Determinantal point processes (DPPs) are popular probabilistic models that arise in many machine learning tasks, where distributions of diverse sets are characterized by matrix determinants. In this paper, we develop fast algorithms to find the most likely configuration (MAP) of large-scale DPPs, which is NP-hard in general. Due to the submodular nature of the MAP objective, greedy algorithms have been used with empirical success. Greedy implementations require computation of log-determinants, matrix inverses or solving linear systems at each iteration. We present faster implementations of the greedy algorithms by utilizing the complementary benefits of two log-determinant approximation schemes: (a) first-order expansions to the matrix log-determinant function and (b) high-order expansions to the scalar log function with stochastic trace estimators. In our experiments, our algorithms are orders of magnitude faster than their competitors, while sacrificing marginal accuracy.

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Fatemeh Navidi, Prabhanjan Kambadur, Viswanath Nagarajan

We study a general adaptive ranking problem where an algorithm needs to perform a sequence of actions on a random user, drawn from a known distribution, so as to "satisfy" the user as early as possible. The satisfaction of each user is captured by an individual submodular function, where the user is said to be satisfied when the function value goes above some threshold. We obtain a logarithmic factor approximation algorithm for this adaptive ranking problem, which is the best possible. The adaptive ranking problem has many applications in active learning and ranking: it significantly generalizes previously-studied problems such as optimal decision trees, equivalence class determination, decision region determination and submodular cover. We also present some preliminary experimental results based on our algorithm.

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Christos Boutsidis, Alex Gittens, Prabhanjan Kambadur

Spectral clustering is one of the most important algorithms in data mining and machine intelligence; however, its computational complexity limits its application to truly large scale data analysis. The computational bottleneck in spectral clustering is computing a few of the top eigenvectors of the (normalized) Laplacian matrix corresponding to the graph representing the data to be clustered. One way to speed up the computation of these eigenvectors is to use the "power method" from the numerical linear algebra literature. Although the power method has been empirically used to speed up spectral clustering, the theory behind this approach, to the best of our knowledge, remains unexplored. This paper provides the \emph{first} such rigorous theoretical justification, arguing that a small number of power iterations suffices to obtain near-optimal partitionings using the approximate eigenvectors. Specifically, we prove that solving the $k$-means clustering problem on the approximate eigenvectors obtained via the power method gives an additive-error approximation to solving the $k$-means problem on the optimal eigenvectors.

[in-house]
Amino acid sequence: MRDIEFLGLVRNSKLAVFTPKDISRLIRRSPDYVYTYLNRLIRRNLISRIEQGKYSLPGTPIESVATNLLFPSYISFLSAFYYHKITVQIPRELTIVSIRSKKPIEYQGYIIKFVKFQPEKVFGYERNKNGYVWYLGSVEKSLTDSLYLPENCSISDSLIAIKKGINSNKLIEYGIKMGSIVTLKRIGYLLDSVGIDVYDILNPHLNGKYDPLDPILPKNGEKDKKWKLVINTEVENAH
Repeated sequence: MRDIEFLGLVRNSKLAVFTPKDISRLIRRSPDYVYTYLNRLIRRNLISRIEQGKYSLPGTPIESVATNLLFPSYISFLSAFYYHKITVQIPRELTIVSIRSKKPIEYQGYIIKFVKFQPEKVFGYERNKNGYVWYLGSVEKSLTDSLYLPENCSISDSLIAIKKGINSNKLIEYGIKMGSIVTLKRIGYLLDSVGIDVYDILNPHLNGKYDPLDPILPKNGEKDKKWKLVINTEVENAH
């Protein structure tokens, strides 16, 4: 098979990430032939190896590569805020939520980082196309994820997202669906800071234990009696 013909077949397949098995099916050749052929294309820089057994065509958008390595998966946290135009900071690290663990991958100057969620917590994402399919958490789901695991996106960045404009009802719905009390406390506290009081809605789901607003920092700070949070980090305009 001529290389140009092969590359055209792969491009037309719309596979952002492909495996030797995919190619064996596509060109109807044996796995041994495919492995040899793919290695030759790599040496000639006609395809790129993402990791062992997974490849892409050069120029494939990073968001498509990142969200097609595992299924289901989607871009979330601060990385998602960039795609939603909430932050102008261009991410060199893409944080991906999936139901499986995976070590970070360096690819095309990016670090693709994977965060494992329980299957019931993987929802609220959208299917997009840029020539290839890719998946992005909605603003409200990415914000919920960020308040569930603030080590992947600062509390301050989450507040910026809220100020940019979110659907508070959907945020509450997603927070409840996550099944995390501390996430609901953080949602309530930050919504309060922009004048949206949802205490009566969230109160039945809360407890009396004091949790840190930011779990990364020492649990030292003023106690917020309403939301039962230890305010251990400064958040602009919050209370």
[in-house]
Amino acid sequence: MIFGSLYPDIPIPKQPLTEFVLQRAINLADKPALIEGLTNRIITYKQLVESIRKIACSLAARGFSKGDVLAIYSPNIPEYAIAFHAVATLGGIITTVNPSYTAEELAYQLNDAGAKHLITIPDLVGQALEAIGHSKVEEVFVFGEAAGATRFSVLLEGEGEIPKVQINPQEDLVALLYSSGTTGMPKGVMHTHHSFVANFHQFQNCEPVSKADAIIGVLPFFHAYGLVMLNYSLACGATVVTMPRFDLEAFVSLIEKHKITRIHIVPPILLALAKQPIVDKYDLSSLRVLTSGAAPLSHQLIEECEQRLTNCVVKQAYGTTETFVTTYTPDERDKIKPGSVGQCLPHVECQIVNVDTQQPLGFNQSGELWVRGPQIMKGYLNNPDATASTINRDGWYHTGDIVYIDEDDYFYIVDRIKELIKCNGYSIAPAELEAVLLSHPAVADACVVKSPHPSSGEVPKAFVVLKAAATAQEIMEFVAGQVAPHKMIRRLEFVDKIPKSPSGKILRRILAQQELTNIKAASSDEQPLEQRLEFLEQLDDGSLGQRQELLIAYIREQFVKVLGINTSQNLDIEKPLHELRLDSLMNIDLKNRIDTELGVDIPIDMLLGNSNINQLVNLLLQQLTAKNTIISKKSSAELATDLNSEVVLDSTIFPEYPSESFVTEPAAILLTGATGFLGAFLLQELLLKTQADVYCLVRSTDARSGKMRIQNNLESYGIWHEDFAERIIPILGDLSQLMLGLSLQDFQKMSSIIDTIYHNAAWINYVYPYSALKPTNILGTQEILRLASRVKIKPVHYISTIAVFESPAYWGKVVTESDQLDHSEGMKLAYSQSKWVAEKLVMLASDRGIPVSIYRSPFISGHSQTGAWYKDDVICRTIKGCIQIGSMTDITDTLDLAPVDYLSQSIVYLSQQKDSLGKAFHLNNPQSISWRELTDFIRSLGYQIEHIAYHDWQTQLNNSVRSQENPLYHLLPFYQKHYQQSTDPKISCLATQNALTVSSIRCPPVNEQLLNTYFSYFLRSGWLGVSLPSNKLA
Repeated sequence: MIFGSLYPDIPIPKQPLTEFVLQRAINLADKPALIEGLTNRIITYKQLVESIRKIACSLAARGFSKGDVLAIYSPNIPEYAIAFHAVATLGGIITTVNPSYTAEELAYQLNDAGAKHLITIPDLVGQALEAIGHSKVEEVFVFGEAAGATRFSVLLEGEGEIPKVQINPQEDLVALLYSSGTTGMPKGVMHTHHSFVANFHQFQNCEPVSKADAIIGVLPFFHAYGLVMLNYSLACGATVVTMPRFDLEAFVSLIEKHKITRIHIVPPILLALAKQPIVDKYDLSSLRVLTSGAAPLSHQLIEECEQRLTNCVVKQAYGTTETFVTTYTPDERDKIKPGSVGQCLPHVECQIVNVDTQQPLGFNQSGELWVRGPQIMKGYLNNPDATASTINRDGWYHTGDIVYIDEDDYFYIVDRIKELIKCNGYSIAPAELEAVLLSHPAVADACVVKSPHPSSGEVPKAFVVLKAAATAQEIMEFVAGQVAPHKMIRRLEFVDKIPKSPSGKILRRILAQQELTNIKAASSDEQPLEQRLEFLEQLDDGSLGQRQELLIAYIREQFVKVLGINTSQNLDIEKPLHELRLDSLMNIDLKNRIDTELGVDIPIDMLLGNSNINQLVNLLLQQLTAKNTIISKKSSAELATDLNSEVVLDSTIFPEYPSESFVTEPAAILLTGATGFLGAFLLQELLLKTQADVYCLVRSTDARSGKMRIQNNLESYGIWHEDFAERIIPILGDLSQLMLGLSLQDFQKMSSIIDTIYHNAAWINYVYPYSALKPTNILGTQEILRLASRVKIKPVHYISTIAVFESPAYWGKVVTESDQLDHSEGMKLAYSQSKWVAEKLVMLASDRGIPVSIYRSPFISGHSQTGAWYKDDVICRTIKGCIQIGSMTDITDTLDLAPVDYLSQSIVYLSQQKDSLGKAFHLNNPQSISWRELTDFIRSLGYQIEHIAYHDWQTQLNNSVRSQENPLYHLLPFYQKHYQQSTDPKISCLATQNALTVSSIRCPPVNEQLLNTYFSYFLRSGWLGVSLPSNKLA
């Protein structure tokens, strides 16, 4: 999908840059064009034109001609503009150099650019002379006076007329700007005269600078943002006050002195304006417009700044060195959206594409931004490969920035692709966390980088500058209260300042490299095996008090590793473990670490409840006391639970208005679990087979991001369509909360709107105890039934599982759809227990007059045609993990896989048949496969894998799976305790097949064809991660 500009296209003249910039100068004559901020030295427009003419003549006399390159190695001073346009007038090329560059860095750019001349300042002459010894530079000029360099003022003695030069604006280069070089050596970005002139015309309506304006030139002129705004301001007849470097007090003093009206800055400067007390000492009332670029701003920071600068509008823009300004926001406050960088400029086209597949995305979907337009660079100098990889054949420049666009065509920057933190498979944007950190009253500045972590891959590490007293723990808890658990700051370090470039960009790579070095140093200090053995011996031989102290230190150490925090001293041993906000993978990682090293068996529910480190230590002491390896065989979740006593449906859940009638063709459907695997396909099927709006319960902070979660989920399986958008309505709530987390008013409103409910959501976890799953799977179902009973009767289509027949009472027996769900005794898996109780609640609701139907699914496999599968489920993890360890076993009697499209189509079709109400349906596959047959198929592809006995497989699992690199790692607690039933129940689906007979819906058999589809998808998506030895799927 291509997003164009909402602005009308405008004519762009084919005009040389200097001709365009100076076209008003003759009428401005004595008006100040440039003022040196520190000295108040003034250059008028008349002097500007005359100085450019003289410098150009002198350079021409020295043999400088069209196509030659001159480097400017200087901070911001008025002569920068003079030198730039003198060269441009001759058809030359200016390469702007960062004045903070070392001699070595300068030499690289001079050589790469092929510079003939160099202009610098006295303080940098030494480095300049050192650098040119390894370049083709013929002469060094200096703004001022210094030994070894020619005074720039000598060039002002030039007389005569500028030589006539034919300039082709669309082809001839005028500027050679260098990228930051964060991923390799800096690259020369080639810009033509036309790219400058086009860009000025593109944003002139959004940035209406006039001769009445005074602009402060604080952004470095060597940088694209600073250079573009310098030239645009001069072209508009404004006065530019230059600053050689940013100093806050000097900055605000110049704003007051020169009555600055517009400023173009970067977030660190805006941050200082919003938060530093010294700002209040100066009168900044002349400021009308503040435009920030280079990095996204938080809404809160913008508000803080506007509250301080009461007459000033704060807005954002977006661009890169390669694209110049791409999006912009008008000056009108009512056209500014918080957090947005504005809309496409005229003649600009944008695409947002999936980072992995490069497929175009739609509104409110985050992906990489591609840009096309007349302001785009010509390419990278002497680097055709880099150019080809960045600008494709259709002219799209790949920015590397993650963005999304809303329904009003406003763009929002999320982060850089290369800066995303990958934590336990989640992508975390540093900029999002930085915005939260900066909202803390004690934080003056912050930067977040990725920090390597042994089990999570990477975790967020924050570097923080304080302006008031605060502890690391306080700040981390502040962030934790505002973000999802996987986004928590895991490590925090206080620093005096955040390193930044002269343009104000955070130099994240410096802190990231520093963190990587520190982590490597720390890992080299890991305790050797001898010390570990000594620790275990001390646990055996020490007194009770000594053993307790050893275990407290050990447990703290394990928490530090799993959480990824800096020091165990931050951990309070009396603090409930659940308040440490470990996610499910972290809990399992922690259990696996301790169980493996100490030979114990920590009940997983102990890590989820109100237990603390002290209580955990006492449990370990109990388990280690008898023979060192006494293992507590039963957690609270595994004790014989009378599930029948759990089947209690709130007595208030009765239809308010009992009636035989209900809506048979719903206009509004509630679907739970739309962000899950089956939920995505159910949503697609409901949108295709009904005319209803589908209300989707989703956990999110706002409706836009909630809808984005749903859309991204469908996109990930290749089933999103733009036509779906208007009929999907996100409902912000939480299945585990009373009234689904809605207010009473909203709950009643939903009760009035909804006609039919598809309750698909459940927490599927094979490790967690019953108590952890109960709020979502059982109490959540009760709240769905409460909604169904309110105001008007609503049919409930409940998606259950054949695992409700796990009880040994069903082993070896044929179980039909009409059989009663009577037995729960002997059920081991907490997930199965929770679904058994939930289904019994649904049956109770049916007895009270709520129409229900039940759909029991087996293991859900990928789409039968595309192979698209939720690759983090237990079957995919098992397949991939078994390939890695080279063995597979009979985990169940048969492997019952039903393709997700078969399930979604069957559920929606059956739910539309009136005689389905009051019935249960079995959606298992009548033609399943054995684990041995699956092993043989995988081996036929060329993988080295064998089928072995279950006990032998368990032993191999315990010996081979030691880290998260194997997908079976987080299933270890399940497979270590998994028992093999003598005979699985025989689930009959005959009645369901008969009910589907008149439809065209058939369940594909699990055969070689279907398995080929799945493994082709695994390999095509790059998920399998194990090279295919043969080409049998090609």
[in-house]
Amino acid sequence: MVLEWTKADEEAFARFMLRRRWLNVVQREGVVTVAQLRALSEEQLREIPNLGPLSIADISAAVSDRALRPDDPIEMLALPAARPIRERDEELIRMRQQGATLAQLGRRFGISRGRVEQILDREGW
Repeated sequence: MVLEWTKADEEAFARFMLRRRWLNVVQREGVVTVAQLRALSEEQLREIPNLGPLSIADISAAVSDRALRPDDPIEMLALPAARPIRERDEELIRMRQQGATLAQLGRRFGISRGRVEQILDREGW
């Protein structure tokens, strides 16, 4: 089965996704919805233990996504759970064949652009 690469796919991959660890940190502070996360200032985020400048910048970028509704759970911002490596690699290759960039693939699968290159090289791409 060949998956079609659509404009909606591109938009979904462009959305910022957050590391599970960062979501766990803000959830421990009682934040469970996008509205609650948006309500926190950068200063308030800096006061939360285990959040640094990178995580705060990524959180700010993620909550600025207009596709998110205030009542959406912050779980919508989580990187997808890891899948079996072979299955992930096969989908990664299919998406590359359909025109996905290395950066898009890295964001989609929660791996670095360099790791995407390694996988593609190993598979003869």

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Abhishek Kumar, Vikas Sindhwani, Prabhanjan Kambadur

The separability assumption (Donoho & Stodden, 2003; Arora et al., 2012) turns non-negative matrix factorization (NMF) into a tractable problem. Recently, a new class of provably-correct NMF algorithms have emerged under this assumption. In this paper, we reformulate the separable NMF problem as that of finding the extreme rays of the conical hull of a finite set of vectors. From this geometric perspective, we derive new separable NMF algorithms that are highly scalable and empirically noise robust, and have several other favorable properties in relation to existing methods. A parallel implementation of our algorithm demonstrates high scalability on shared- and distributed-memory machines.